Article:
Queensland’s Genocide Experience

on the 19th Century frontier, Hidden in the 20th, acknowledged in the 21st (?)


Dr Timothy Bottoms, Senior Historian with NQ Research Associates has published his latest academic paper, which effectively argues that the violence on Queensland’s nineteenth century frontier fulfils all eight categories of genocide as identified by the international website Genocide Watch.

The paper eloquently synthesises aspects of Timothys previous published works Bama Country (2008), Conspiracy of Silence: Queenslands frontier killing times (2013), CAIRNS, City of the South Pacific, a History 1770-1995 (2015/16), where Indigenous culture and lifestyles are integrated into the Australian story.

A Guest Speaker at the Myall Creek Memorial Commemoration Ceremony 8 June 2014, Dr Bottoms’ work helps contextualise a more realistic and honest portrayal of our colonial history, one which will stand the test of time.

The ramifications of the killing-times have led to a negative and miserly portrayal of our indigenous people throughout the 20th century which has infiltrated into elements of our 21st century perceptions.

Dr Bottoms sums up: This myopia denies our nation of the incredible gratification we should be taking towards our indigenous people: whose ancient lineage and remarkable achievements in art, science and technology can offer positive solutions for todays changing world. They have survived and flourished for some 65,000 years as one of the longest living cultures in the world.  Perhaps there is much left for us to learn?

Dr Bottoms reminds us in his extensively researched 2013 book Conspiracy of Silence:

No Australian today is responsible for what happened on our colonial frontier. But we are responsible for not acknowledging what happened. If we do not, our integrity as a nation is flawed

Inspired by more recent works of fellow contemporary historians Professor Henry Reynolds, Raymond Evans, Dirk Moses, Jonathan Richards, Robert Orsted-Jensen, Ray Kerkhove and Pamela Lukin Watson, Dr Bottoms feels that Australian history has been more properly represented in recent times and that: This process is not something of which we should be afraid he observed, and that by Following our Indigenous leaders, we, as a nation should be able to find the rightful place for our unique Indigenous people in our shared country.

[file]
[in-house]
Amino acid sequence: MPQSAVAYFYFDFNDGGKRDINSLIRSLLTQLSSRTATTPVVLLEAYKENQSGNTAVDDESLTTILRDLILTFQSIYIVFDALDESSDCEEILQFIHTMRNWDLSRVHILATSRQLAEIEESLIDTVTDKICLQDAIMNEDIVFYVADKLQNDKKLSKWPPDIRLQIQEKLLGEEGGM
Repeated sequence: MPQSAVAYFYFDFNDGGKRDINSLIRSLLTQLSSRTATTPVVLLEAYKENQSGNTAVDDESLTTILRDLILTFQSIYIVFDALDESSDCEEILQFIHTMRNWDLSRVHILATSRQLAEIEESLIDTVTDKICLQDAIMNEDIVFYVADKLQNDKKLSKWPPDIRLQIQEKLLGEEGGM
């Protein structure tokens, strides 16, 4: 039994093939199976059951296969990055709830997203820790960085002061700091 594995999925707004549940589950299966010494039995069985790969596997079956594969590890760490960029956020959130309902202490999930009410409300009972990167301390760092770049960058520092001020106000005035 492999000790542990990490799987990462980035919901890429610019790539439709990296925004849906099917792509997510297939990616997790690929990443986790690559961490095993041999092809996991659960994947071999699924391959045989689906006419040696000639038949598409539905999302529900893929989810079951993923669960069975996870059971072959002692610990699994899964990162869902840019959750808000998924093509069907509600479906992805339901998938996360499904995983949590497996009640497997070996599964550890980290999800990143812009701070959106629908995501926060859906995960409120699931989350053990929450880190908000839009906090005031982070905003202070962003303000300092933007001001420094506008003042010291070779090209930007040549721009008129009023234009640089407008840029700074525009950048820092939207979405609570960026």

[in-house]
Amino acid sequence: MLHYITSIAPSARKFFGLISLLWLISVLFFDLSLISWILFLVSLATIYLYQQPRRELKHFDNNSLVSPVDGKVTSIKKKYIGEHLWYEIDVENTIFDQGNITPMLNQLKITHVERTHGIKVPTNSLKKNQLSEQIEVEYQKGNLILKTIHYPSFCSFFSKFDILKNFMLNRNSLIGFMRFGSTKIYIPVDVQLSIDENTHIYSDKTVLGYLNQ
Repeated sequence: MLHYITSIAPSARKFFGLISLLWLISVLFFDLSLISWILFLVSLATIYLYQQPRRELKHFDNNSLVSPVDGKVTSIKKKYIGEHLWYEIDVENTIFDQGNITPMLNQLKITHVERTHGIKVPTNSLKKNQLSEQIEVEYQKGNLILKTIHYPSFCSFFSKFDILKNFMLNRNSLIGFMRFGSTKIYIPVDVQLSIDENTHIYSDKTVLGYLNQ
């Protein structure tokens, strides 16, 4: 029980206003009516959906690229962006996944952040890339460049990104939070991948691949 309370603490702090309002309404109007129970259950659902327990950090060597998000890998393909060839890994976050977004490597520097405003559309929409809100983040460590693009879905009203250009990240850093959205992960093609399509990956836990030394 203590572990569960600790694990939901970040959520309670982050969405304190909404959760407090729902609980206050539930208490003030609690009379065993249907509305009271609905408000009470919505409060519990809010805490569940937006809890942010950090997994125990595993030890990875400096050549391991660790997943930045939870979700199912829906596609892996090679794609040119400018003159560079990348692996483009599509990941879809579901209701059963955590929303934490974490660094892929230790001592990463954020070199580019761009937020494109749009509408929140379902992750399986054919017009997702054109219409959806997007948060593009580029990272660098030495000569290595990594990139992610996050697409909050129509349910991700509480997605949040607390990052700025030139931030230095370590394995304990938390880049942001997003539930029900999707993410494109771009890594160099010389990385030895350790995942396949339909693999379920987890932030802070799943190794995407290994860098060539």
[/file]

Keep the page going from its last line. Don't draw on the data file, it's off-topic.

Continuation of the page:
Accompanying 30 min video
documentary version below


Timothy David Reis Bottoms (click here to find out the origin of the Author’s name) was born in Bromley, Kent in December 1954, and immigrated to Australia with his family arriving on Australia Day 1957. The family lived in South Australia and then moved to Albury, NSW. Ten years later, Tim attended university in Armidale where he graduated from the University of New England and then taught upper primary school (1977) before travelling overland to Europe in 1978. Timothy then returned to teach Aranda children at Santa Teresa south-east of Alice Springs. There the plight of Indigenous Australians began to filter through.




Dr Timothy Bottoms operates the firm NQ Research Associates should you be interested in getting an historical research project underway.



…well written and weaves an enormous amount of detail into a compelling narrative. There is much hidden artistry in it. It is in every sense a fine local history which bears comparison with the best examples of the genre…Cairns has been well served by their chosen historian.

Professor Henry Reynolds, University of Tasmania

…great quality, vastly accessible, very well founded and really in tone and method unlike any other piece of Australian history Ive come across: precise, sane, generous a great sustained tour de force…at once local and national.

Nicolas Rothwell, Weekend Australian

…clear, vivid and interesting…there could be very few readers who could not find some area of compelling interest in this book: most will be fascinated by it all…It is likely to become a classic in Queensland history writing.

Dr Helen Gregory, University of Queensland

…the result of an impressive amount of research its ability to look at the perspective of all the racial groups who have been part of the districts social fabric a substantial and commendable piece of work, making a significant contribution to the regional and national literature.

Professor Geoffrey Bolton, Murdoch University, Emeritus Professor Edith Cowan University

 that someone who wasnt actually there at the time could be so spot on with all the nuances of the era…I personally had to pinch myself to make me remember that you were not one of us…Absolutely spot on!

Bruce Downie, Kew, Victoria. He was stationed in Cairns during World War II and supplied many of the historic photographs featured in this volume.

Mitchell River Kowanyama 1985

Mornington Island 1992

Aurukun 1991: Morris Holroyd, Tim, Davis Tiasman and Jonothan Korkatain practicing oral history recording techniques